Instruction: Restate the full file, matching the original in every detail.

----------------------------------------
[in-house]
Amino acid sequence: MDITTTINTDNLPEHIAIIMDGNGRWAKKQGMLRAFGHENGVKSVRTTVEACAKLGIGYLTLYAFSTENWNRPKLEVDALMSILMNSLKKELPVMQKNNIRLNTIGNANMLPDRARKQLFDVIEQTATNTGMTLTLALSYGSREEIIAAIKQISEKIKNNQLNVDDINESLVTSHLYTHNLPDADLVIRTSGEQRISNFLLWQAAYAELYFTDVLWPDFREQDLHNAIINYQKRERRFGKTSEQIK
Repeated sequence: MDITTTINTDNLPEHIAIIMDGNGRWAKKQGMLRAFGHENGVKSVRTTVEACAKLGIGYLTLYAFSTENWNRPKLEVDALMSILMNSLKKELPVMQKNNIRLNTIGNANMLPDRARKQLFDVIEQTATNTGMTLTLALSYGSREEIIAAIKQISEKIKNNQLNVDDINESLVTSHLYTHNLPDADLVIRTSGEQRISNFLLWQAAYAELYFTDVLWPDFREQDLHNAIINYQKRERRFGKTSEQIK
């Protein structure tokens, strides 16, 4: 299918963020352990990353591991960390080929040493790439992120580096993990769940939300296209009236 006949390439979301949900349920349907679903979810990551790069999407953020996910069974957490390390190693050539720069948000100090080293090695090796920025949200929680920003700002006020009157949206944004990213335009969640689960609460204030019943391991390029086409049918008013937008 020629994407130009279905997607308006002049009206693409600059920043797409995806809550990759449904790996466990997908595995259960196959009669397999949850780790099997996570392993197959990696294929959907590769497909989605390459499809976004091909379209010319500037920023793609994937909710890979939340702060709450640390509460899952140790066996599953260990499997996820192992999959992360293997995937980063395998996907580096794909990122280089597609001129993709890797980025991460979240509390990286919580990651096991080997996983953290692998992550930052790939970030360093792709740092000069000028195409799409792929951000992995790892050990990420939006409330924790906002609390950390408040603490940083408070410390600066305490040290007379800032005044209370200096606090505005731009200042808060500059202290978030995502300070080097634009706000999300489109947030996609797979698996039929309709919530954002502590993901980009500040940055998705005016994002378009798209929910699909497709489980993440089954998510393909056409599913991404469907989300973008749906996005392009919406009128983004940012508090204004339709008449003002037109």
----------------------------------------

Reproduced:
[in-house]
Amino acid sequence: MDITTTINTDNLPEHIAIIMDGNGRWAKKQGMLRAFGHENGVKSVRTTVEACAKLGIGYLTLYAFSTENWNRPKLEVDALMSILMNSLKKELPVMQKNNIRLNTIGNANMLPDRARKQLFDVIEQTATNTGMTLTLALSYGSREEIIAAIKQISEKIKNNQLNVDDINESLVTSHLYTHNLPDADLVIRTSGEQRISNFLLWQAAYAELYFTDVLWPDFREQDLHNAIINYQKRERRFGKTSEQIK
Repeated sequence: MDITTTINTDNLPEHIAIIMDGNGRWAKKQGMLRAFGHENGVKSVRTTVEACAKLGIGYLTLYAFSTENWNRPKLEVDALMSILMNSLKKELPVMQKNNIRLNTIGNANMLPDRARKQLFDVIEQTATNTGMTLTLALSYGSREEIIAAIKQISEKIKNNQLNVDDINESLVTSHLYTHNLPDADLVIRTSGEQRISNFLLWQAAYAELYFTDVLWPDFREQDLHNAIINYQKRERRFGKTSEQIK
């Protein structure tokens, strides 16, 4: 299918963020352990990353591991960390080929040493790439992120580096993990769940939300296209009236 006949390439979301949900349920349907679903979810990551790069999407953020996910069974957490390390190693050539720069948000100090080293090695090796920025949200929680920003700002006020009157949206944004990213335009969640689960609460204030019943391991390029086409049918008013937008 020629994407130009279905997607308006002049009206693409600059920043797409995806809550990759449904790996466990997908595995259960196959009669397999949850780790099997996570392993197959990696294929959907590769497909989605390459499809976004091909379209010319500037920023793609994937909710890979939340702060709450640390509460899952140790066996599953260990499997996820192992999959992360293997995937980063395998996907580096794909990122280089597609001129993709890797980025991460979240509390990286919580990651096991080997996983953290692998992550930052790939970030360093792709740092000069000028195409799409792929951000992995790892050990990420939006409330924790906002609390950390408040603490940083408070410390600066305490040290007379800032005044209370200096606090505005731009200042808060500059202290978030995502300070080097634009706000999300489109947030996609797979698996039929309709919530954002502590993901980009500040940055998705005016994002378009798209929910699909497709489980993440089954998510393909056409599913991404469907989300973008749906996005392009919406009128983004940012508090204004339709008449003002037109």